Quality drug treatment programs begin with medically-supervised detox. Detox gives the body a chance to rid itself of drug toxins in a safe environment. It may seem like a drastic way to begin, but until an addict’s body is completely free of the drug, he or she cannot begin to address the root causes of addiction and find a way back to a healthy life.
Once detox has ended, diagnosis begins. During this stage of treatment, a rehab team of doctors and therapists look for underlying addiction causes, such as untreated or undiagnosed mental illness. It is often difficult to determine whether mental illness is the cause of the addiction, or substance abuse has caused a dormant mental illness to surface. In any case, a dual diagnosis helps doctors and therapists design a program that treats both issues simultaneously. This increases the chances of recovery success.
Treatment programs vary in length, but are typically 30, 60 or 90 days depending on individual health insurance plans and other addiction resources. Drug treatment programs can be outpatient or inpatient depending on the severity of the addiction and the individual’s circumstances.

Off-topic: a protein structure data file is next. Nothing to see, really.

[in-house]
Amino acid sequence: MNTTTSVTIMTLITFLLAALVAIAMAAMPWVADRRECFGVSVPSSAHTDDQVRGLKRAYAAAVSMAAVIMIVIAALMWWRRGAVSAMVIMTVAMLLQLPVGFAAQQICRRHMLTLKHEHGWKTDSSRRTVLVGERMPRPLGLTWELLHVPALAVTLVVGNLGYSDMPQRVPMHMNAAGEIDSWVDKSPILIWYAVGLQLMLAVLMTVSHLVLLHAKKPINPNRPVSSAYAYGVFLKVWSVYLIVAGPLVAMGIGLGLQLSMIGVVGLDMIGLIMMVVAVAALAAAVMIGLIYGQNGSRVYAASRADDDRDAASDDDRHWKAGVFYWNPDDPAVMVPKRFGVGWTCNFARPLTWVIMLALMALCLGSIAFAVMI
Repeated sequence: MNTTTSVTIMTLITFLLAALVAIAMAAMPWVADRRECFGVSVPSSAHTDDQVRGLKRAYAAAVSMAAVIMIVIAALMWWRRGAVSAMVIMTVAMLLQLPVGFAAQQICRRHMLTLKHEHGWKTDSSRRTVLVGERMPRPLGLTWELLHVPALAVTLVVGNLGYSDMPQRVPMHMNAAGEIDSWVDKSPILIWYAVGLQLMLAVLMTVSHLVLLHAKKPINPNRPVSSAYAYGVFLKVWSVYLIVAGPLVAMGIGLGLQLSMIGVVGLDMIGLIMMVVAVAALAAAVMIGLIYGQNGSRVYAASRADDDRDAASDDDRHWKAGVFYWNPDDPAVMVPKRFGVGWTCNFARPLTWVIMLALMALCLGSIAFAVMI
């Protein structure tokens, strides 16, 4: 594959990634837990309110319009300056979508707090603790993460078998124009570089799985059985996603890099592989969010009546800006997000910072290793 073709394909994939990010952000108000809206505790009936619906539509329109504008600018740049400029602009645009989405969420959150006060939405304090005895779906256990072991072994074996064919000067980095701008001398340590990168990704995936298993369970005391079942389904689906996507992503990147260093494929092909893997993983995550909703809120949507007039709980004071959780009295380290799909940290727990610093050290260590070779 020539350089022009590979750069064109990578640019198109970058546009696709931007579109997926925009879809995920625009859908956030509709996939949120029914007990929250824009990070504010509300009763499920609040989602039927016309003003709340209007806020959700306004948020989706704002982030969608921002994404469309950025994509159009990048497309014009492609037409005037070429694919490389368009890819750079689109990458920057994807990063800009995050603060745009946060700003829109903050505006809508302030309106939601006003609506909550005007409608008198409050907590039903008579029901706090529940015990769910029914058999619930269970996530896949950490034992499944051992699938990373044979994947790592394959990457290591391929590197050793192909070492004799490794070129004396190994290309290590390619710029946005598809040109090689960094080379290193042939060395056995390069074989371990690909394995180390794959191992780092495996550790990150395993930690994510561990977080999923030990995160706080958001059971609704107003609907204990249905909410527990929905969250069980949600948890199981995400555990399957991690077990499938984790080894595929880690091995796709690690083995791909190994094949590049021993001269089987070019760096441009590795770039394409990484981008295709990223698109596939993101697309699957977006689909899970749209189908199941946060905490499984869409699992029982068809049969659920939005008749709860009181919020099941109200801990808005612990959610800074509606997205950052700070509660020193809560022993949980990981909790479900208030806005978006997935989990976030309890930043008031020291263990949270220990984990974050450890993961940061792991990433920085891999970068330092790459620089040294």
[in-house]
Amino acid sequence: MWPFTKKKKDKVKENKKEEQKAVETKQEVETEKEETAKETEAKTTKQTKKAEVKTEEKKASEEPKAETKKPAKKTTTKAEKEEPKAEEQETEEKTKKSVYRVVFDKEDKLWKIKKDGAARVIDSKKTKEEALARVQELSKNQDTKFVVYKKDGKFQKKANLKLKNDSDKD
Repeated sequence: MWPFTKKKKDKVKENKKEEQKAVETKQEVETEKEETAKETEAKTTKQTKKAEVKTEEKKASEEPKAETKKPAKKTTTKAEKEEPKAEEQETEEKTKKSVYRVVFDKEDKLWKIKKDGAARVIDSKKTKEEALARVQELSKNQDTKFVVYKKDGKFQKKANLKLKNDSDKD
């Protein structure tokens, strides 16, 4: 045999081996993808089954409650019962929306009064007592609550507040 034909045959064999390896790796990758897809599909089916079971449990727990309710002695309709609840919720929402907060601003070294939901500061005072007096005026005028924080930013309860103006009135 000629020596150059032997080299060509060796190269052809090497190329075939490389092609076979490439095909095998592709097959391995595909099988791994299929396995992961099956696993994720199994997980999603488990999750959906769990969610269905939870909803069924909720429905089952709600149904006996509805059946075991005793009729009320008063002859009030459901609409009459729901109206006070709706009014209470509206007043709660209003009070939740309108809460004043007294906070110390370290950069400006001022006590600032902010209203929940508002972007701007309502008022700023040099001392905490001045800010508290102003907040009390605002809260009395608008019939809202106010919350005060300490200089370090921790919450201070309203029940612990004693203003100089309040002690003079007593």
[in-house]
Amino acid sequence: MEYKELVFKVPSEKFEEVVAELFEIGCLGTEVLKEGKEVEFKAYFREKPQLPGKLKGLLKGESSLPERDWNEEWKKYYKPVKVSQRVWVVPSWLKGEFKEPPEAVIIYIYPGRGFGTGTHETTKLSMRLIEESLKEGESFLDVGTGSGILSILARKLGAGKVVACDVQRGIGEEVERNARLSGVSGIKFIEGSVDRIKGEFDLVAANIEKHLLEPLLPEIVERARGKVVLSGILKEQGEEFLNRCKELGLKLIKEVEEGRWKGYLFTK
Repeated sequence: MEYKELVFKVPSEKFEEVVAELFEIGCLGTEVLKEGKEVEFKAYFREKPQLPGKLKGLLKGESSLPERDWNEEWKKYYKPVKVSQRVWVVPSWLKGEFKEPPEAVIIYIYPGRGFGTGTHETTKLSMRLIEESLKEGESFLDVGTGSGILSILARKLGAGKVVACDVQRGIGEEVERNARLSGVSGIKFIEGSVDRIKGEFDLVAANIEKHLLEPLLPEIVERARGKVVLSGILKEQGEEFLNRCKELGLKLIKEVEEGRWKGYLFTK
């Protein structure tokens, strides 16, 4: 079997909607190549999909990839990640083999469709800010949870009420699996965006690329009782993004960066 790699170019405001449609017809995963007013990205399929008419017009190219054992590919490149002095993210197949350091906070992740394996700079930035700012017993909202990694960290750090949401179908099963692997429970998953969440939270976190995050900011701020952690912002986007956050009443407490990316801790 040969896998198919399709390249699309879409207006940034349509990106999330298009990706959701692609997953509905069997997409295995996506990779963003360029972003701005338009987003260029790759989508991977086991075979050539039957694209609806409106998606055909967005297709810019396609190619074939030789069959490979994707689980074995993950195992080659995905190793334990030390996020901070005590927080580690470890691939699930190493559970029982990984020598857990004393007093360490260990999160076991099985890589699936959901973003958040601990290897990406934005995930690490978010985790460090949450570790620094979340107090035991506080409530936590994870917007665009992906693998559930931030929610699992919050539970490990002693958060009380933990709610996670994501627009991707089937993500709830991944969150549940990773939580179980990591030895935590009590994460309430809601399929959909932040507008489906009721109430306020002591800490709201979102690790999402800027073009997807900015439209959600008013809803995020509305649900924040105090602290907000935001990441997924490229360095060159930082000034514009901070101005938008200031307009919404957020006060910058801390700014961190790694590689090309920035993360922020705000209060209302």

When a person decides to get help for addiction, intake counselors are just a phone call away with answers to questions like:
- Which treatment options are best for your individual situation?
- Will insurance benefits apply or are there other payment options?
- What will the admissions process look like?
- What can you expect in the early stages of treatment?
Taking that first step toward substance abuse treatment is easier when you and your loved ones have the basic information in hand. The more you know, the more empowered you’ll be to get the help you need. Addiction recovery is possible. Getting sober, getting your life back, getting your relationships back — all of this is possible, but you cannot do it without help. Consider taking that first step of the next thousand miles back to life today.